Texas Puts PacifiCare on ‘Administrative Oversight’
Citing late payment for physician claims and inadequate patient access to hospitals and doctors, Texas regulators have placed PacifiCare Health Systems under "administrative oversight," the Los Angeles Times reports. In a letter to the president of PacifiCare's Texas operations, state Insurance Commissioner Jose Montemayor said, "The areas of specific concern are complaint and appeals procedures; availability, accessibility and continuity of care; duties and supervision of delegated networks ... quality improvement and utilization review." In one of the most "egregious" complaints raised by regulators, PacifiCare patients in Galveston were assigned to physicians in a city 89 miles away, the Times reports. PacifiCare spokesperson Ben Singer "blamed" the problems on Texas' weakened physician groups. Texas groups, like those in California, are failing "in large numbers, putting the form of managed care practiced by PacifiCare at particular risk," the Times reports. PacifiCare pays providers a set monthly fee, "regardless of the actual costs." The company has until Dec. 22 to submit a corrective plan.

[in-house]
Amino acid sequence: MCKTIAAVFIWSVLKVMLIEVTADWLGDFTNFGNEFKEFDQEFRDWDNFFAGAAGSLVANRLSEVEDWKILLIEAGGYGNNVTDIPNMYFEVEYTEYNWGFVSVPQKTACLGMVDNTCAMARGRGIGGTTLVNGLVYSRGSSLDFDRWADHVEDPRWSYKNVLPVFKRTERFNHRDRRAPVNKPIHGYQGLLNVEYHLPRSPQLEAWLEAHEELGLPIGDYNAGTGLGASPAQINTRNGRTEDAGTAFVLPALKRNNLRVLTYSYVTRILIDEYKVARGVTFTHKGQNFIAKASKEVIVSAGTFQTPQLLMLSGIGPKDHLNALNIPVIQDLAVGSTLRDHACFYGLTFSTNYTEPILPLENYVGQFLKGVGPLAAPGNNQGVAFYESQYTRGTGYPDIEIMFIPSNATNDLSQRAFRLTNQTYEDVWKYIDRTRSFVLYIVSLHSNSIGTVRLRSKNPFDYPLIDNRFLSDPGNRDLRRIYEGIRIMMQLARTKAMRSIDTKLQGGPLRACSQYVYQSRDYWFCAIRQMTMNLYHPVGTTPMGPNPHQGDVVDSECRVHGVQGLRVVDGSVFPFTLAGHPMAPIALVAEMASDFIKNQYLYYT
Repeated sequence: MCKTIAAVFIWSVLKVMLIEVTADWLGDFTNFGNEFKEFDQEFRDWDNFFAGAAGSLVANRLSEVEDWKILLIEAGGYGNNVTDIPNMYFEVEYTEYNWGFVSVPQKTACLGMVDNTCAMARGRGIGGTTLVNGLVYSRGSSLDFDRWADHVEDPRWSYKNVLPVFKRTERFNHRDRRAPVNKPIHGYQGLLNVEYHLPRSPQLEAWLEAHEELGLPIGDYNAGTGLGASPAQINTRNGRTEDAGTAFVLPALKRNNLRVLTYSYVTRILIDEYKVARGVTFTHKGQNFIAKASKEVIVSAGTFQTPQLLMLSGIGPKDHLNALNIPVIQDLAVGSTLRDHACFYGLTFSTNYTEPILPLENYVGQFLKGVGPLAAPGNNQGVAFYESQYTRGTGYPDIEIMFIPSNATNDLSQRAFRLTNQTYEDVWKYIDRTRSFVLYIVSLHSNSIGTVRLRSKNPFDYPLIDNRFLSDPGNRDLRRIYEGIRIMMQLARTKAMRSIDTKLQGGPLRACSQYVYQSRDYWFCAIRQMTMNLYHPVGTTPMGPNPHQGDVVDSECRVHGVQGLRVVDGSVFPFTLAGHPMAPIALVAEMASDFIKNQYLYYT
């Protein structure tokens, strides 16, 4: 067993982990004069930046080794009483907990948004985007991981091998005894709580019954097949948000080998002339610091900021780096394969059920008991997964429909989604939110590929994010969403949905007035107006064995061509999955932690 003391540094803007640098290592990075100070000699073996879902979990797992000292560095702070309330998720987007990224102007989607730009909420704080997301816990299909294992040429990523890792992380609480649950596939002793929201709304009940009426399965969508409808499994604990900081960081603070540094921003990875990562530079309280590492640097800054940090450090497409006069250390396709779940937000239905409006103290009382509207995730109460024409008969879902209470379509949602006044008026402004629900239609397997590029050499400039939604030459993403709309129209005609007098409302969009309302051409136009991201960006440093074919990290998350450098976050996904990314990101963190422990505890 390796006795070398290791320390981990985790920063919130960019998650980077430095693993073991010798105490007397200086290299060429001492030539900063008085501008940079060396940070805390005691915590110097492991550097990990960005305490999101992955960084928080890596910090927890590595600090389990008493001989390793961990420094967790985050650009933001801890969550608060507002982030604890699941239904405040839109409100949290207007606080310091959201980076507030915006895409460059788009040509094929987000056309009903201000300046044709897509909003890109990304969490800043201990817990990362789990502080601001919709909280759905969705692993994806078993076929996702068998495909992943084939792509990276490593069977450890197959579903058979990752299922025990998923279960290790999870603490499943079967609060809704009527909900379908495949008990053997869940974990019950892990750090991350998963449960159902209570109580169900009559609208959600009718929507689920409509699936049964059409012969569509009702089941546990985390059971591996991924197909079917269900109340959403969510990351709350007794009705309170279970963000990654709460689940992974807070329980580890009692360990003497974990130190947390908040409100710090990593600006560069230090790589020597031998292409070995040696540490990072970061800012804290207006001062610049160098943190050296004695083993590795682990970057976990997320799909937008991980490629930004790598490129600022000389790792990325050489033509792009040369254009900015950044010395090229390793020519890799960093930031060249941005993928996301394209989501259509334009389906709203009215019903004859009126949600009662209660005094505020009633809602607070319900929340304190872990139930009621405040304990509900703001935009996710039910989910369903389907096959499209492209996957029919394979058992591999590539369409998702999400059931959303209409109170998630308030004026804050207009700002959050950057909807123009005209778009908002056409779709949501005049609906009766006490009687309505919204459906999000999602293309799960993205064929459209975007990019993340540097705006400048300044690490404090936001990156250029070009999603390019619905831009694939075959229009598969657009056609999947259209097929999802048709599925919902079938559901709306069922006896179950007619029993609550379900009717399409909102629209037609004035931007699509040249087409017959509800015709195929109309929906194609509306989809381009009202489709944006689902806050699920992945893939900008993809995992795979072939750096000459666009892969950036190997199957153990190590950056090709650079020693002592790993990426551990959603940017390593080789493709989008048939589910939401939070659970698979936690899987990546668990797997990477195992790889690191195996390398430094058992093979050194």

The Texas action is the "latest in a string of embarrassments" for Santa Ana-based PacifiCare, which saw stock prices drop in October after its president, Robert O'Leary, resigned just three months after he accepted the position. Profits have continued to decline due to what industry experts consider PacifiCare's "faulty and outdated business model." The company also has been slapped with two shareholder lawsuits alleging that investors were "misled" into believing that the HMO was more financially secure than it actually was. PacifiCare has announced intentions to "contest the suits" (Bernstein, Los Angeles Times, 12/5).This is part of the California Healthline Daily Edition, a summary of health policy coverage from major news organizations. Sign up for an email subscription.